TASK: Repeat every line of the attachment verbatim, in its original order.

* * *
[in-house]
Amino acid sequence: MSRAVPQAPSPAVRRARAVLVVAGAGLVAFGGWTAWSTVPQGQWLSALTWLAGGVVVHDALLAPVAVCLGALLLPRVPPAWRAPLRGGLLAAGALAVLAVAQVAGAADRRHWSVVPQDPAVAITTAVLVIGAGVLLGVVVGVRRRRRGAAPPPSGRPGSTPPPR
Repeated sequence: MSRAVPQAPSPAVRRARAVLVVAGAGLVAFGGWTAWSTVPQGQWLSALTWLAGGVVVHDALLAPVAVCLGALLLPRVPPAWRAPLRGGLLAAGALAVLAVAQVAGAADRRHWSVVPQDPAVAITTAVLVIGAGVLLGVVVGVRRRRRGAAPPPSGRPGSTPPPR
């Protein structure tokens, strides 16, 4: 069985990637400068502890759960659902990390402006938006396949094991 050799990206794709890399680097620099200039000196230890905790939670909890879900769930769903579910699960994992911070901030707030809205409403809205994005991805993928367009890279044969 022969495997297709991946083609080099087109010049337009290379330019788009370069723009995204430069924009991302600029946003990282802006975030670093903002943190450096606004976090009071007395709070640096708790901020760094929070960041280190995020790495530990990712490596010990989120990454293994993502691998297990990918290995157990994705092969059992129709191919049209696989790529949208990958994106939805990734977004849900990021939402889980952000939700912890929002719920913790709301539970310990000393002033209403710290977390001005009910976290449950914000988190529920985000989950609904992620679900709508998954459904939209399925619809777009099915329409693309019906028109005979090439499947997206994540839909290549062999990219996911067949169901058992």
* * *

[in-house]
Amino acid sequence: MSRAVPQAPSPAVRRARAVLVVAGAGLVAFGGWTAWSTVPQGQWLSALTWLAGGVVVHDALLAPVAVCLGALLLPRVPPAWRAPLRGGLLAAGALAVLAVAQVAGAADRRHWSVVPQDPAVAITTAVLVIGAGVLLGVVVGVRRRRRGAAPPPSGRPGSTPPPR
Repeated sequence: MSRAVPQAPSPAVRRARAVLVVAGAGLVAFGGWTAWSTVPQGQWLSALTWLAGGVVVHDALLAPVAVCLGALLLPRVPPAWRAPLRGGLLAAGALAVLAVAQVAGAADRRHWSVVPQDPAVAITTAVLVIGAGVLLGVVVGVRRRRRGAAPPPSGRPGSTPPPR
């Protein structure tokens, strides 16, 4: 069985990637400068502890759960659902990390402006938006396949094991 050799990206794709890399680097620099200039000196230890905790939670909890879900769930769903579910699960994992911070901030707030809205409403809205994005991805993928367009890279044969 022969495997297709991946083609080099087109010049337009290379330019788009370069723009995204430069924009991302600029946003990282802006975030670093903002943190450096606004976090009071007395709070640096708790901020760094929070960041280190995020790495530990990712490596010990989120990454293994993502691998297990990918290995157990994705092969059992129709191919049209696989790529949208990958994106939805990734977004849900990021939402889980952000939700912890929002719920913790709301539970310990000393002033209403710290977390001005009910976290449950914000988190529920985000989950609904992620679900709508998954459904939209399925619809777009099915329409693309019906028109005979090439499947997206994540839909290549062999990219996911067949169901058992």